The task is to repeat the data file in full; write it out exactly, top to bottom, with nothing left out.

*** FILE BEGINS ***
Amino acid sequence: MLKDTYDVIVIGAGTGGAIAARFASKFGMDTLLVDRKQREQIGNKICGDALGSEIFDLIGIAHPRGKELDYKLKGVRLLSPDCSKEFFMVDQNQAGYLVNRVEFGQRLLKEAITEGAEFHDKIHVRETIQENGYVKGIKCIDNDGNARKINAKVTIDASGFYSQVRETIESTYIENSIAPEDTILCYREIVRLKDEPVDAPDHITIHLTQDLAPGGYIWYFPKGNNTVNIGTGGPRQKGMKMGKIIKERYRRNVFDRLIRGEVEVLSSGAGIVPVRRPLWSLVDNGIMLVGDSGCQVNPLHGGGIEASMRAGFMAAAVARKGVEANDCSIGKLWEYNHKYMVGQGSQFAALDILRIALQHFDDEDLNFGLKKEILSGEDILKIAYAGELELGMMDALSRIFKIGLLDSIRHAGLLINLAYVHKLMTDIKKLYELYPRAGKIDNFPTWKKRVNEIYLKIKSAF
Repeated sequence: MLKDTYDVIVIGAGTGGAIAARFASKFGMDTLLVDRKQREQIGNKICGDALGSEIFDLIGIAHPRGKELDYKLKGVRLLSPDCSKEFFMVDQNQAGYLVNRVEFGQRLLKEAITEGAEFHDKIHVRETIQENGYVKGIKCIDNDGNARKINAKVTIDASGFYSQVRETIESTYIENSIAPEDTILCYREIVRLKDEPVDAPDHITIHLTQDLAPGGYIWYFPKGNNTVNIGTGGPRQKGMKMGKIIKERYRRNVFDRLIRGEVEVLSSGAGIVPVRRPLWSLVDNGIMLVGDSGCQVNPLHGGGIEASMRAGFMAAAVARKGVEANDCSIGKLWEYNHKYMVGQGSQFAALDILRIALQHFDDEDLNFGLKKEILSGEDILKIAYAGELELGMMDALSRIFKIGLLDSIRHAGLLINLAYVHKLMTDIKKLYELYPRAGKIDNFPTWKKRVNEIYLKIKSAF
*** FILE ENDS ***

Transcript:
Amino acid sequence: MLKDTYDVIVIGAGTGGAIAARFASKFGMDTLLVDRKQREQIGNKICGDALGSEIFDLIGIAHPRGKELDYKLKGVRLLSPDCSKEFFMVDQNQAGYLVNRVEFGQRLLKEAITEGAEFHDKIHVRETIQENGYVKGIKCIDNDGNARKINAKVTIDASGFYSQVRETIESTYIENSIAPEDTILCYREIVRLKDEPVDAPDHITIHLTQDLAPGGYIWYFPKGNNTVNIGTGGPRQKGMKMGKIIKERYRRNVFDRLIRGEVEVLSSGAGIVPVRRPLWSLVDNGIMLVGDSGCQVNPLHGGGIEASMRAGFMAAAVARKGVEANDCSIGKLWEYNHKYMVGQGSQFAALDILRIALQHFDDEDLNFGLKKEILSGEDILKIAYAGELELGMMDALSRIFKIGLLDSIRHAGLLINLAYVHKLMTDIKKLYELYPRAGKIDNFPTWKKRVNEIYLKIKSAF
Repeated sequence: MLKDTYDVIVIGAGTGGAIAARFASKFGMDTLLVDRKQREQIGNKICGDALGSEIFDLIGIAHPRGKELDYKLKGVRLLSPDCSKEFFMVDQNQAGYLVNRVEFGQRLLKEAITEGAEFHDKIHVRETIQENGYVKGIKCIDNDGNARKINAKVTIDASGFYSQVRETIESTYIENSIAPEDTILCYREIVRLKDEPVDAPDHITIHLTQDLAPGGYIWYFPKGNNTVNIGTGGPRQKGMKMGKIIKERYRRNVFDRLIRGEVEVLSSGAGIVPVRRPLWSLVDNGIMLVGDSGCQVNPLHGGGIEASMRAGFMAAAVARKGVEANDCSIGKLWEYNHKYMVGQGSQFAALDILRIALQHFDDEDLNFGLKKEILSGEDILKIAYAGELELGMMDALSRIFKIGLLDSIRHAGLLINLAYVHKLMTDIKKLYELYPRAGKIDNFPTWKKRVNEIYLKIKSAF